Rainforest Solutions Project

Promoting conservation and economic alternatives in British Columbia's Great Bear Rainforest


Proposed deal to preserve large swaths of B.C.‘s Great Bear Rainforest

June 10, 2015

The last land parcels of the Great Bear Rainforest have been identified, clearing the way for an extraordinary pact between the forest industry, First Nations, the province and a coalition of environmental organizations to be finalized by September.

The new land-use agreement, if approved following a summer-long public consultation period, would ensure the preservation of 70 per cent of the old-growth forests in a huge section of the province’s north and central coast.

A map of the proposed agreement for the Great Bear Rainforest MAP Map: Proposed boundary for Great Bear Rainforest Arlene Boon, whose grandfather bought the family property along the Peace River outside of Fort St. John, and her husband Ken walk along their property on Jan. 16, 2013. MULTIMEDIA Eleven B.C. resource projects and the court actions they’ve inspired, in detail It has taken almost two decades of unprecedented collaboration, led by the forest industry and environmentalists, to engineer this deal. It was designed to end the “war in the woods” that was marked by mass civil disobedience and international boycotts of B.C. forest products in the 1990s.

Under the proposed terms, commercial logging will be prohibited in eight new “biodiversity, mining and tourism areas.” Those sites and other new conservation areas add up to a total of half a million hectares that will be set aside, The Globe and Mail has learned.

That is in addition to roughly 2.4 million hectares of parks, conservancies, biodiversity zones and other protected areas that have already been established in the region.

“The Great Bear Rainforest is a global treasure. To get to this point has not been easy,” said Steve Thomson, the Minister of Forests and Lands. “The parties involved have competing interests at times, but through hard work and working towards common interests, we’ll be able to provide enhanced protection for this special place, while still allowing for economic activity that supports the people that live there.”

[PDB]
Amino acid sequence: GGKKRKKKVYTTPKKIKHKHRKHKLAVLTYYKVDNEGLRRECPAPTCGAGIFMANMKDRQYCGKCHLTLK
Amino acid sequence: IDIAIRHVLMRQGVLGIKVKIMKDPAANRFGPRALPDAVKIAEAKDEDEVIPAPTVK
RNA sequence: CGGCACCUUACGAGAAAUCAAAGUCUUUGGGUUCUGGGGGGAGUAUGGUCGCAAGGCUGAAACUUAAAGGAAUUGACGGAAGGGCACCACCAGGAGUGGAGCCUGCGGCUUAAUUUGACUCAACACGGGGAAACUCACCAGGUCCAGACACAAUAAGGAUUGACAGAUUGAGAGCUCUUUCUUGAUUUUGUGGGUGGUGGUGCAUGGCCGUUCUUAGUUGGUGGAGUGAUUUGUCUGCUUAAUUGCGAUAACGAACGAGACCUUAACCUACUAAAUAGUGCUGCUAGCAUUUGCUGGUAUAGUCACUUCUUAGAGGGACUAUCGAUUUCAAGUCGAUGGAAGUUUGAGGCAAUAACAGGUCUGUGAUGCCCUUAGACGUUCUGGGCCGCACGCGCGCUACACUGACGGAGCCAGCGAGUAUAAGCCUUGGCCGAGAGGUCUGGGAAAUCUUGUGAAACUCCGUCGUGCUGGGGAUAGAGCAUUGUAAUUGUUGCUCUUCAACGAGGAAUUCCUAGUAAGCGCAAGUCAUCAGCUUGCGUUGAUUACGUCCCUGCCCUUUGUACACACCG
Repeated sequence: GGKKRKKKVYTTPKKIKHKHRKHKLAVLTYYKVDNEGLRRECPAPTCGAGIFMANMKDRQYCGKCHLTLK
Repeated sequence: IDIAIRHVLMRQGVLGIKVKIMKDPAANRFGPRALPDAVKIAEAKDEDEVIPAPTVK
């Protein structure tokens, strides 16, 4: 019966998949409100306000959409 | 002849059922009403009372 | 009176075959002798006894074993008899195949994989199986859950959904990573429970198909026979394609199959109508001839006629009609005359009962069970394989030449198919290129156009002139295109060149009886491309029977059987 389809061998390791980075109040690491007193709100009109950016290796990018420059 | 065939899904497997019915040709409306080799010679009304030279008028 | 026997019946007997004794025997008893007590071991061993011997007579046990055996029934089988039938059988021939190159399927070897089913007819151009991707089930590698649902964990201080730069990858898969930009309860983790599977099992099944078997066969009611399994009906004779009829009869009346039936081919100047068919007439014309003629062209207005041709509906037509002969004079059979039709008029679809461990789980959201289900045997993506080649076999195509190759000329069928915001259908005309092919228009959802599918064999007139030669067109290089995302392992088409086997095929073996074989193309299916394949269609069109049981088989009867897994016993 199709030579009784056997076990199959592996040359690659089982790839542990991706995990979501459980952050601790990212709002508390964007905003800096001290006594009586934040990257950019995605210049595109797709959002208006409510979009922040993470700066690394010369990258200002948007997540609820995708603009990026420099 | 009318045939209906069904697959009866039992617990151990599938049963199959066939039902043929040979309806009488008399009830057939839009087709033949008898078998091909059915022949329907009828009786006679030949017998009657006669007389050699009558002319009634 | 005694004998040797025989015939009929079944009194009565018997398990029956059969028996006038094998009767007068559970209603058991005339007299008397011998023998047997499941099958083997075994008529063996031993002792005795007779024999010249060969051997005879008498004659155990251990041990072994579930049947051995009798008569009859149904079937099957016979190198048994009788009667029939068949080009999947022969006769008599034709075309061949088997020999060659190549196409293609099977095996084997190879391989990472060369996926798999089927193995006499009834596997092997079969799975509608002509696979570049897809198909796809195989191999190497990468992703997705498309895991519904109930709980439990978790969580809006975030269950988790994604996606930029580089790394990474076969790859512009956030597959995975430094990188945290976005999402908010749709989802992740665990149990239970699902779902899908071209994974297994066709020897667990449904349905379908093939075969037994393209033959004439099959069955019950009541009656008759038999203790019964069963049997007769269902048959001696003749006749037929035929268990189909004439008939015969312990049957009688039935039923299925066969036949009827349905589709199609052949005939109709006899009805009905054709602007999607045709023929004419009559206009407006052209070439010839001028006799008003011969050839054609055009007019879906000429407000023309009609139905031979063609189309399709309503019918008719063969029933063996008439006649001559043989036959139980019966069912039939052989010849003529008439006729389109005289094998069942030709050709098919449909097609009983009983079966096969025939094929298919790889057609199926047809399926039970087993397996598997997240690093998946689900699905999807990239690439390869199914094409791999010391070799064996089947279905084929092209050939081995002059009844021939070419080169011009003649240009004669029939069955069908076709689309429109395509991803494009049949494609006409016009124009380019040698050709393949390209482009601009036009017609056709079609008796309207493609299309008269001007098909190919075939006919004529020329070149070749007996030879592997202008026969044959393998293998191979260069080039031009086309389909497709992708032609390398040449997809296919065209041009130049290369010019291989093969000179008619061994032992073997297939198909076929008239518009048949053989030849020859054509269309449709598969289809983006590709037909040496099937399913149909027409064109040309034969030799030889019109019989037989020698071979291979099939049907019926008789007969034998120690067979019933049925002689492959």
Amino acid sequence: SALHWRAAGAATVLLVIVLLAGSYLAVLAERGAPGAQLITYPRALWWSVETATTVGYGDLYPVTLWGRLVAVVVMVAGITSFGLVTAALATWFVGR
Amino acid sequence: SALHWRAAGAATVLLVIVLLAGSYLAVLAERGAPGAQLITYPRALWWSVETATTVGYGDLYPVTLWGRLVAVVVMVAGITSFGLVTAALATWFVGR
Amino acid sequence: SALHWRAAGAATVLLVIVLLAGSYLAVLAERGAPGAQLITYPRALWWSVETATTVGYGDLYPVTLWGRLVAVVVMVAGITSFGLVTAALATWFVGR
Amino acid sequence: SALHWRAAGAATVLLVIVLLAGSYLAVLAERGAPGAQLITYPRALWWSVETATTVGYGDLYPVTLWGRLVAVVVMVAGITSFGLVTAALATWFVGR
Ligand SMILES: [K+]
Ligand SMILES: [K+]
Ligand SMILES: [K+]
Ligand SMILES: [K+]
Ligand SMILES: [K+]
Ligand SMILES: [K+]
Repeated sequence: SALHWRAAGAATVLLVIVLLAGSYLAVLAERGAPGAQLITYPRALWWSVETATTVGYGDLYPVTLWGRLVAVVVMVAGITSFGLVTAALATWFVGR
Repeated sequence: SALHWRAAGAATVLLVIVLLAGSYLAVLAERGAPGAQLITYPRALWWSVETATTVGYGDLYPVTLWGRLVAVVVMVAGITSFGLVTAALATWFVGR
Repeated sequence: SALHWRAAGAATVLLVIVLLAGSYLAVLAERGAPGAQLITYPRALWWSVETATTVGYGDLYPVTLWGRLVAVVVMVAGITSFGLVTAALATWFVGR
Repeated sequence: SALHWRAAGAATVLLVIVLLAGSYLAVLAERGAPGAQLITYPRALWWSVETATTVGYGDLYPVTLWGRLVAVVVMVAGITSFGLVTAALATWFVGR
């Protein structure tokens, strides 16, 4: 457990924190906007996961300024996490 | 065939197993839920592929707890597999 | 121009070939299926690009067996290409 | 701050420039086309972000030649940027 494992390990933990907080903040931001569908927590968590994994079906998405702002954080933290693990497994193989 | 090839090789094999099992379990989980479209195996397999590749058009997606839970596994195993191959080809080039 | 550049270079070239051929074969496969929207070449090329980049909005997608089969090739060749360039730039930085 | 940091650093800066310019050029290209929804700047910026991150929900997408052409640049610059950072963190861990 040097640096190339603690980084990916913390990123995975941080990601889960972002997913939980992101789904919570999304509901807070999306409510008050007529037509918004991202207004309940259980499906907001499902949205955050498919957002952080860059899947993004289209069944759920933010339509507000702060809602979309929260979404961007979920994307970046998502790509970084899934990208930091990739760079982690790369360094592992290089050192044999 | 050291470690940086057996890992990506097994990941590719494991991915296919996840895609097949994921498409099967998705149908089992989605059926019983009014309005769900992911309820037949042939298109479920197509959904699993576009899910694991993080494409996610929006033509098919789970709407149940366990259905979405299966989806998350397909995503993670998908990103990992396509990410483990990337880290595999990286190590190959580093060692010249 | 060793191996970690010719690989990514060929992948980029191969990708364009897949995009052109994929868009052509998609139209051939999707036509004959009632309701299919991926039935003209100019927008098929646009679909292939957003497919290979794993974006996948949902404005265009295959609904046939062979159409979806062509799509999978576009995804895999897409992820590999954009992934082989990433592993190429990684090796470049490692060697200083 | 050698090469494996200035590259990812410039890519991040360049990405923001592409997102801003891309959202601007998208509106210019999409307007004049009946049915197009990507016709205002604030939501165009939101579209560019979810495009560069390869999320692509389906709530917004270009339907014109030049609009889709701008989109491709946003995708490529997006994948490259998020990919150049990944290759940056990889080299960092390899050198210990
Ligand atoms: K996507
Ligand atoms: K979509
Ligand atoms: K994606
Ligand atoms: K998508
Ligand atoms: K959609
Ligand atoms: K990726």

Greenpeace Canada’s senior forest campaigner Eduardo Sousa welcomed the announcement but cautioned that it will still require political leadership to seal the deal. “There is a lot of work ahead to get to the finish line and that work needs to happen at a sprint pace,” he said. “The challenge of this work has been to try to anticipate where the next hurdle lies.”

The campaign for the 6.4-million-hectare region – previously known as the Mid Coast Timber Supply Area – began when environmentalists rebranded it as the Great Bear Rainforest in 1997. Activists launched a marketing campaign that aimed to smother the appetite for B.C. forest products in Europe and the U.S.

Although industry initially resisted the moniker adopted by the environmental movement, a group of forest executives did come to the table to negotiate in 2000. Over the years, the two sides worked out a new ecosystem-based management formula that allows logging to continue in some areas, but only after ensuring that certain wildlife habitats and ecosystems remain intact.

The terms established by those companies that did come to the table – Interfor, Western Forest Products, Weyerhauser, Canfor and Catalyst Paper – apply to all forest companies operating in the region.

In recent weeks, environmentalists accused the logging company TimberWest of accelerating its operations in the Great Bear Rainforest before stricter logging regulations are expected to come into effect this fall.

Mr. Thomson said TimberWest is operating within the current limits of the law, but he has encouraged the company’s executives to consult with the Joint Solutions Project – the body that represents both industry and the participating environmental organizations.

It now falls to the province to work out the remaining details with First Nations leaders. The Great Bear Rainforest spans a number of aboriginal territories. The Coastal First Nations and the Nanwakolas Council represent most of those communities and they’ve laid out an additional set of objectives for improving human well-being for residents in the Great Bear Rainforest.

Mr. Thomson said he hopes those details will likely be finalized in the fall as well.